Casting against a side wind

corkycat

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I need some advice for casting against strong side winds, particularly in Ireland, on big open waters. As soon as the cast is made a left to right wind will push my end section to the right, taking my feeder and everything else with it. My rig then hits the surface 10 -20 yards away from my baited area. My rod is a Prestons Monster 13' feeder rod, mainline is 8lb mono and the feeders I use are Prestons Distance cage feeders, with the lead mounted around the bottom. Very sturdy tackle, but still gets blown off course. I have tried compensating by casting to the left, but this proves less than reliable (same as when I hit a golf shot!). Thanking you all in advance!
 

Neil ofthe nene

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Cast first, feed after to where your feeder is ending up.

As with all casting, as long as you are consistent in your routine and the wind is not gusting too wildly then the feeder should end up in the same spot.

If the wind is gusting then be patient and wait for a lull or consistent blow.

You could also try casting shorter so the wind has less effect.
 

smiffy

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I normally just compensate by casting into the wind as much as I dare and using the drag of the wind on the line to draw it back to my spot. Sometimes that’s all you can do.
Don’t try and fish too far as you will be more and more inaccurate the further you go. 8lb line will cause a fair bit of drag in the wind so braid might be a better option. More weight on the feeder may also help.
So long as your feeder is landing in roughly the same place despite the wind it won’t really matter.
 

rudd

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I need some advice for casting against strong side winds, particularly in Ireland, on big open waters. As soon as the cast is made a left to right wind will push my end section to the right, taking my feeder and everything else with it. My rig then hits the surface 10 -20 yards away from my baited area. My rod is a Prestons Monster 13' feeder rod, mainline is 8lb mono and the feeders I use are Prestons Distance cage feeders, with the lead mounted around the bottom. Very sturdy tackle, but still gets blown off course. I have tried compensating by casting to the left, but this proves less than reliable (same as when I hit a golf shot!). Thanking you all in advance!
How did you bait the spot in the first place?
 

Ken the Pacman

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Use a window feeder, heavier than you need 60g maybe and get rid of the 8lb nylon for braid or thinner nylon plus a 8lb shockleader and when you cast feather the line before the feeder hits the water to take most of the bow out then with the rod tip under the water feed line until it hits the clip.
Sometimes with a constant side wind you might cast at a marker knowing the feeder will land to the left of it which is not a problem as long as it keeps landing roughly in the same area to the left.
 

G0zzer2

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I agree with Rudd - doesn't quite make sense.

If you can't cast accurately with a feeder to a spot, don't struggle - reduce your distance and be accurate. If you need to get a distance because you know the fish are there just use a bomb - better to not use any feed than to feed away from where your bait is landing.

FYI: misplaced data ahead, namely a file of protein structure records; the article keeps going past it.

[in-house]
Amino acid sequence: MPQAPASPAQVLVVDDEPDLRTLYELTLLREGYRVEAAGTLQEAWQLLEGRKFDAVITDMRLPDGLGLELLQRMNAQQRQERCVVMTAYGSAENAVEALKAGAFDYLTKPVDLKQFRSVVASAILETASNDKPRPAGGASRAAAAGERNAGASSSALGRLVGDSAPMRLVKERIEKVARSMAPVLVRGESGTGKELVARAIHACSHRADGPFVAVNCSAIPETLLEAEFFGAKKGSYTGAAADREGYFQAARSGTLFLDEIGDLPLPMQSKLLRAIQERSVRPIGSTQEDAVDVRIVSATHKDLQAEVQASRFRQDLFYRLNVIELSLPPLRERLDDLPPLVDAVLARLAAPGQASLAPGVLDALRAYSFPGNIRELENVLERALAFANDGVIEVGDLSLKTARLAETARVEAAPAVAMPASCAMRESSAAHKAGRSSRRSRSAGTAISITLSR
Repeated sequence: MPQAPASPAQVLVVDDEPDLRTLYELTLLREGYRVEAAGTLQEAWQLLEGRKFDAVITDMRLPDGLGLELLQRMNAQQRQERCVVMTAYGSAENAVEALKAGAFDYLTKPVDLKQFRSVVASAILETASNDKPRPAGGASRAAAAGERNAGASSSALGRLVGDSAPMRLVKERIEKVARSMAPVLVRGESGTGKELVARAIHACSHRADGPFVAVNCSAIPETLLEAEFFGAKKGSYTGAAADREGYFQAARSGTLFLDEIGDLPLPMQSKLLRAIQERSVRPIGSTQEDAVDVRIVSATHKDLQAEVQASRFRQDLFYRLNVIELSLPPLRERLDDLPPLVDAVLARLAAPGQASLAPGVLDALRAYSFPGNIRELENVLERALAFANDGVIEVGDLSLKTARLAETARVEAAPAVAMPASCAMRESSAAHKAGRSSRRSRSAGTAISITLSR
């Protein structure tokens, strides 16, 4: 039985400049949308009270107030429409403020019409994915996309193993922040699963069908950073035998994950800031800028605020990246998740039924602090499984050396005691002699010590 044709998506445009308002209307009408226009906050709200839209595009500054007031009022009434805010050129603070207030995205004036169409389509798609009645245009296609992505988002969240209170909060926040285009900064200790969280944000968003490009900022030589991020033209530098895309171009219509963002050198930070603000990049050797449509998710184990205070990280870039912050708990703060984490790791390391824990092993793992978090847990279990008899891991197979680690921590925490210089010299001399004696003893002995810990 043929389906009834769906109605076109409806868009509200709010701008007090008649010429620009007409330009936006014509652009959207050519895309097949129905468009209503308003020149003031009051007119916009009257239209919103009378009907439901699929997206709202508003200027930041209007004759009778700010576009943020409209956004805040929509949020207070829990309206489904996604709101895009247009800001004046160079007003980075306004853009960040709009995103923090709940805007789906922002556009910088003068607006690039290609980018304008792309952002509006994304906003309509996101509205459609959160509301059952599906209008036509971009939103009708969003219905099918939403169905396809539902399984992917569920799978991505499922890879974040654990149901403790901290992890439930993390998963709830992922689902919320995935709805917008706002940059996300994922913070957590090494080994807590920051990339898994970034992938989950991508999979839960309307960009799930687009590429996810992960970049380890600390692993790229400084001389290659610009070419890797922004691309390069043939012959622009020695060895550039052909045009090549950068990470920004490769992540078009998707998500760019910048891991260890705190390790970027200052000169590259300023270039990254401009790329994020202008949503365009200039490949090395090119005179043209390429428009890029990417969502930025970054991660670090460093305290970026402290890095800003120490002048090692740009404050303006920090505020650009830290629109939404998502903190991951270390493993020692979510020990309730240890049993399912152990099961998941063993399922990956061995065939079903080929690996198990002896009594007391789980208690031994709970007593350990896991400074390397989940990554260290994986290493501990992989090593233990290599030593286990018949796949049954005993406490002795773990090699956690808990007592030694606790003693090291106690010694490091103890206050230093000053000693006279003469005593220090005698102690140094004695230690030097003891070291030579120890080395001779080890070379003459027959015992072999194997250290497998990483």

mickthestick

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Heavier metal feeder helps also as mentioned window feeder flies pretty true and cast at a mark slightly into the wind
 

Dave

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Use a more powerful rod with a heavier feeder coupled with a shock-leader and lighter mainline.
Aim to punch the feeder out to where you want it rather than sending it airborne and putting too much line in the air.
 

corkycat

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How did you bait the spot in the first place?
Good question. I use an old carp rod and attach a "bait slinger" (nothing else) to chuck out my balls. Upon casting, the solid ball of bait flies to the spot. But because it leaves the rod with no line or terminal tackle following behind it, the, the wind doesn't affect its flight. Struggling to articulate, but hope this make sense.
 

Total

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Good question. I use an old carp rod and attach a "bait slinger" (nothing else) to chuck out my balls. Upon casting, the solid ball of bait flies to the spot. But because it leaves the rod with no line or terminal tackle following behind it, the, the wind doesn't affect its flight. Struggling to articulate, but hope this make sense.

^^That does make sense... (y) Then our Dave's answer above will be the favourite solution to your repetitive casting/accuracy problem.(y)
 

rudd

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Good question. I use an old carp rod and attach a "bait slinger" (nothing else) to chuck out my balls. Upon casting, the solid ball of bait flies to the spot. But because it leaves the rod with no line or terminal tackle following behind it, the, the wind doesn't affect its flight. Struggling to articulate, but hope this make sense.
Seen them sling things in action!
Why not try a few casts first then bait where feeder lands.
 
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